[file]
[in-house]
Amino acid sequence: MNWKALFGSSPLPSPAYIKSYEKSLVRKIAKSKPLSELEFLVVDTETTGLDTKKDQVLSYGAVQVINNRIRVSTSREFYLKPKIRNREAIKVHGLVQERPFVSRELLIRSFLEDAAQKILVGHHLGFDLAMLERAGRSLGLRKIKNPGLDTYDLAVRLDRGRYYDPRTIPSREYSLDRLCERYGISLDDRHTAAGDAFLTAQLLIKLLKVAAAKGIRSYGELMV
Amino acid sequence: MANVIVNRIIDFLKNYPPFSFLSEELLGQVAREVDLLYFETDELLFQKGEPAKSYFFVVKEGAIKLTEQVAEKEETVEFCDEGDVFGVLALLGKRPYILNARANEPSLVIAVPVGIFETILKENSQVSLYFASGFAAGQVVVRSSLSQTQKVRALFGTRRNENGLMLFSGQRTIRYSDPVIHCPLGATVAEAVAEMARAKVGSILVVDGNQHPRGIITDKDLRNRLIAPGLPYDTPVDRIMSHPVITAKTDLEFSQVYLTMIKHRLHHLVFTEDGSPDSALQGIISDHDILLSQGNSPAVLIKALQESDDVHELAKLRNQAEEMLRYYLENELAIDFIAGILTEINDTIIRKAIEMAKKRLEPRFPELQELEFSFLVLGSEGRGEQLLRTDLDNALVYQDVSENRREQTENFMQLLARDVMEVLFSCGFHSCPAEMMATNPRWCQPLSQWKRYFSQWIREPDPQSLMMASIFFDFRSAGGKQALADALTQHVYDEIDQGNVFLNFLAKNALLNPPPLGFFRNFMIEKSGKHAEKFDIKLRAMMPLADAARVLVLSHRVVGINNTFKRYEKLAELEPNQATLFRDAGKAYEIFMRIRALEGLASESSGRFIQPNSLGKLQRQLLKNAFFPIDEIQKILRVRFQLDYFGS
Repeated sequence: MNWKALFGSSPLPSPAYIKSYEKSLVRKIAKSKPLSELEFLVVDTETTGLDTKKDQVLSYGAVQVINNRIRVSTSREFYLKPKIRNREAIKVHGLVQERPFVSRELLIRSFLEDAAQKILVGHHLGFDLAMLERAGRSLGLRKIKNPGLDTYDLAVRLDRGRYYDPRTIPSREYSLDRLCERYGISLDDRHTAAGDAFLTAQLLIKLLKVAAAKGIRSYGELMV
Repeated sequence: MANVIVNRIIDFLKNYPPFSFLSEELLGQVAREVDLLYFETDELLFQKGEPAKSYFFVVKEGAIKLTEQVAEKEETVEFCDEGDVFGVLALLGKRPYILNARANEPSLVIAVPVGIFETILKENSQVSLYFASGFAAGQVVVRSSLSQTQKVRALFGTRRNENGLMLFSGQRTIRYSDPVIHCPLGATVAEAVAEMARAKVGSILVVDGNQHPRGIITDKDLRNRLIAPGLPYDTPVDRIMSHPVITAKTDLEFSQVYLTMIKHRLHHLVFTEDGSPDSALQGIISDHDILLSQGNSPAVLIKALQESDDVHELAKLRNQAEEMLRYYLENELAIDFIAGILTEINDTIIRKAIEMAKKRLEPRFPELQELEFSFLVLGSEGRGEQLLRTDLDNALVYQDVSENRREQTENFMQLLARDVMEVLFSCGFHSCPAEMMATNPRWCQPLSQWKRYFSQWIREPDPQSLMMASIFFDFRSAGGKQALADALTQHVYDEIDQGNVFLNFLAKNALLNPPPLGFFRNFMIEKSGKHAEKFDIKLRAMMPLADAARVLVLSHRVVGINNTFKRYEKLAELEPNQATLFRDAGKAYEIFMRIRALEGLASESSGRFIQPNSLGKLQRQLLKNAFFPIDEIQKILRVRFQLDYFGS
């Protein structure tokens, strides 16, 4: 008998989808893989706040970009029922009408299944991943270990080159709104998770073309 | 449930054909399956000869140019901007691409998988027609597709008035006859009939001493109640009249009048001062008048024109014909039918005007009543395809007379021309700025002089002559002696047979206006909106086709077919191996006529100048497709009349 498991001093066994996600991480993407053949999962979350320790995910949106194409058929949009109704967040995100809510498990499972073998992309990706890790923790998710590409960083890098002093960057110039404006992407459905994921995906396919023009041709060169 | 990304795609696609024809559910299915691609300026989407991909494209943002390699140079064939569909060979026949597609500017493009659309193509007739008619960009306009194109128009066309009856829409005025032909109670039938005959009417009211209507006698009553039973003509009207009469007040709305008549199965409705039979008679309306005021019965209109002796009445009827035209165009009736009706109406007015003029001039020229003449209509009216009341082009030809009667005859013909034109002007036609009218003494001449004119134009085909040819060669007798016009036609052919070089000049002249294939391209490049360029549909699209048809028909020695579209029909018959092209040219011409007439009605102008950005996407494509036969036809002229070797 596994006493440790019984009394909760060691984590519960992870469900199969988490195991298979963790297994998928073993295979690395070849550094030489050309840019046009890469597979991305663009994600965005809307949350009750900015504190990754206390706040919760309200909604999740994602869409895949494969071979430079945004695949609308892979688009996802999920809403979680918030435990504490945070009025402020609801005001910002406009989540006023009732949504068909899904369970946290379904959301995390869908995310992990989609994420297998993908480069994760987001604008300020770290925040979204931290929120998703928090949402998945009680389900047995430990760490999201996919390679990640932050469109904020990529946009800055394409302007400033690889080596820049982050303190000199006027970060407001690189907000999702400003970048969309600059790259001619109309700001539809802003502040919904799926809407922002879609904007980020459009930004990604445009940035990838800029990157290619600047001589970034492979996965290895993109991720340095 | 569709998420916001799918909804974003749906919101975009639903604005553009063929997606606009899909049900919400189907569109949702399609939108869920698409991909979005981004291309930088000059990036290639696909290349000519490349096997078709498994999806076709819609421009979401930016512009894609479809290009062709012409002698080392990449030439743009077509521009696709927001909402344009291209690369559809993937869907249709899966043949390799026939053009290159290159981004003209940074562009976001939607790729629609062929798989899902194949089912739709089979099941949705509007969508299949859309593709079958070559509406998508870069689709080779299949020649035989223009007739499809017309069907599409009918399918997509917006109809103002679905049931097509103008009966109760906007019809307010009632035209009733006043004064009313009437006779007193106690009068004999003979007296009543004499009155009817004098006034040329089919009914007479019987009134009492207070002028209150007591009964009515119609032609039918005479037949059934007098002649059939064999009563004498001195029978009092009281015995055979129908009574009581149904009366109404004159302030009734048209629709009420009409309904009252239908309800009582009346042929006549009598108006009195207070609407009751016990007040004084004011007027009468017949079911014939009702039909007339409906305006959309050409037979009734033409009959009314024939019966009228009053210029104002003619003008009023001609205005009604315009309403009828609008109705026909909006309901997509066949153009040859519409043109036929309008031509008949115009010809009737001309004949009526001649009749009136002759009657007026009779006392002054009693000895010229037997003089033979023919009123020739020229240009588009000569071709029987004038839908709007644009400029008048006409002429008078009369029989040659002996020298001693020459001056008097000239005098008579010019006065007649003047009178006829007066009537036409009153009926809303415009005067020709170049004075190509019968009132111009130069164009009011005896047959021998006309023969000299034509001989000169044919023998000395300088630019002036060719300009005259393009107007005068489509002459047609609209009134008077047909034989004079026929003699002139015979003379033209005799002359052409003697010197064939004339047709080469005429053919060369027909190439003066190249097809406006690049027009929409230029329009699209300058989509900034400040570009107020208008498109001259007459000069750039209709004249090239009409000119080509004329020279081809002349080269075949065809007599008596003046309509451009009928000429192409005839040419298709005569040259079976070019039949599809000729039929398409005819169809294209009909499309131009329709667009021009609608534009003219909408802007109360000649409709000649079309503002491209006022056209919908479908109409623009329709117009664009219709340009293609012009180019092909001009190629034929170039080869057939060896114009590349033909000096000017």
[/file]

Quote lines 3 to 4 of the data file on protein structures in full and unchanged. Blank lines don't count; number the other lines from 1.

Amino acid sequence: MANVIVNRIIDFLKNYPPFSFLSEELLGQVAREVDLLYFETDELLFQKGEPAKSYFFVVKEGAIKLTEQVAEKEETVEFCDEGDVFGVLALLGKRPYILNARANEPSLVIAVPVGIFETILKENSQVSLYFASGFAAGQVVVRSSLSQTQKVRALFGTRRNENGLMLFSGQRTIRYSDPVIHCPLGATVAEAVAEMARAKVGSILVVDGNQHPRGIITDKDLRNRLIAPGLPYDTPVDRIMSHPVITAKTDLEFSQVYLTMIKHRLHHLVFTEDGSPDSALQGIISDHDILLSQGNSPAVLIKALQESDDVHELAKLRNQAEEMLRYYLENELAIDFIAGILTEINDTIIRKAIEMAKKRLEPRFPELQELEFSFLVLGSEGRGEQLLRTDLDNALVYQDVSENRREQTENFMQLLARDVMEVLFSCGFHSCPAEMMATNPRWCQPLSQWKRYFSQWIREPDPQSLMMASIFFDFRSAGGKQALADALTQHVYDEIDQGNVFLNFLAKNALLNPPPLGFFRNFMIEKSGKHAEKFDIKLRAMMPLADAARVLVLSHRVVGINNTFKRYEKLAELEPNQATLFRDAGKAYEIFMRIRALEGLASESSGRFIQPNSLGKLQRQLLKNAFFPIDEIQKILRVRFQLDYFGS
Repeated sequence: MNWKALFGSSPLPSPAYIKSYEKSLVRKIAKSKPLSELEFLVVDTETTGLDTKKDQVLSYGAVQVINNRIRVSTSREFYLKPKIRNREAIKVHGLVQERPFVSRELLIRSFLEDAAQKILVGHHLGFDLAMLERAGRSLGLRKIKNPGLDTYDLAVRLDRGRYYDPRTIPSREYSLDRLCERYGISLDDRHTAAGDAFLTAQLLIKLLKVAAAKGIRSYGELMV